Colin Day: But it's a reality that we have to think about like, "Oh, wow, who do I want this money to go to? What family member is gonna receive this? Who's important in my life that I want to make sure I take care of you with my last expenses?" It starts to creep open some doors that are a little dark on the other side. But it does start to make you think a little bit more about adulting or however you want to put that.

So again, trying new things I think is really important. You said that you weren't ready for certain things, but I think a lot of people that are in their early 20s probably feel the same, right?

Sophia Steinbecker: Yes.

Colin Day: So I have a question for you. This is a bonus question. This is question number four. From a career development perspective and what you've learned working here for the past seven months. You've heard a lot of conversations. You've sat in marketing meetings, you've sat in our team meetings. You overhear conversations, you hear client calls, and you have to route them to the right people, understanding what we all do that's different in the firm. What do you think you could teach other people in your age bracket as they're starting to build their earnings and savings journeys?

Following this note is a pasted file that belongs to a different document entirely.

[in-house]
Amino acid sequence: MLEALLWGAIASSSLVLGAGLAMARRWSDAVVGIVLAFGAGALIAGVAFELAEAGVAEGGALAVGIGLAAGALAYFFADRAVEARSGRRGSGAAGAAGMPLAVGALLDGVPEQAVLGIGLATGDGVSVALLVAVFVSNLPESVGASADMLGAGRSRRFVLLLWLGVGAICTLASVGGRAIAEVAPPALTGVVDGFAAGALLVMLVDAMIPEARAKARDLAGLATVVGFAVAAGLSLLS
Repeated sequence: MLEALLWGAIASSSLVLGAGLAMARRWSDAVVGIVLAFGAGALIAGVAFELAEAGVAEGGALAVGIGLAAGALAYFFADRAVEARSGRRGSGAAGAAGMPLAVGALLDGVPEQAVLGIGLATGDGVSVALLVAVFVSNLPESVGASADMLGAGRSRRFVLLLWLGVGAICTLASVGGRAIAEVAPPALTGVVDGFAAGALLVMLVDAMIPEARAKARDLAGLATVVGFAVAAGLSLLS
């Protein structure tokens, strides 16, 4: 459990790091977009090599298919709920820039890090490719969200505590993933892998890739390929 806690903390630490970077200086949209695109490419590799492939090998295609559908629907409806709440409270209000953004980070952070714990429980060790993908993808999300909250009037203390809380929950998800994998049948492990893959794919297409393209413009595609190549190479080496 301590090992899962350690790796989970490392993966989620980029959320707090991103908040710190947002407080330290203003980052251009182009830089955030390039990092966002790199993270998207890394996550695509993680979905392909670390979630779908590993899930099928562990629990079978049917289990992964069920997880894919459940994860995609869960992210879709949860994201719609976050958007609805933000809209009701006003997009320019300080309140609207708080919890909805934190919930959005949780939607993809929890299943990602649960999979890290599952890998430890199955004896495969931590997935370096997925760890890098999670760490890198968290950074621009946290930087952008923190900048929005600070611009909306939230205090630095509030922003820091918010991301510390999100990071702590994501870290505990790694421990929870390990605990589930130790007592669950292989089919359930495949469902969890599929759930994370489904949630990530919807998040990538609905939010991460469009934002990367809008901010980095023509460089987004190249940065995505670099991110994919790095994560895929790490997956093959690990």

Sophia Steinbecker: I'd say the big thing that I've learned, there's lots of terminology. If I hear someone on the phone and I hear a certain word, sometimes I'll wander into Colin's office and ask, "What's a Roth IRA?"

Colin Day: You do.

Sophia Steinbecker: I do; just curious. So I think that I can pass along some of that information to my friends. I think I've learned a lot just from everybody in the office, just little random things. Because I'm curious, and I don't think I learned that much in my finance classes in college that was that useful. We were doing lots of equations and things like that, that I don't use here. But I think it's been really beneficial to me to just overhear the conversations in the office, and I've learned a lot. I've gotten really good at asking questions, because if I hear a conversation and I don't understand something, it's sometimes fun to learn about something that I'm not familiar with. I've tried to ask my parents certain questions. "What's a 401(k)?" was a big one for me before I came in, that I tried to ask my parents. They weren't too great at explaining that to me.

Colin Day: I'll say this. I've been doing this for a while now, and I've been out of college for too long, and my first job when I was starting off being a contractor for a 401(k) call center, I got my big boy 401(k), and my first phone call was to my mom, and my mom is the one that told me about what I should do in my 401(k).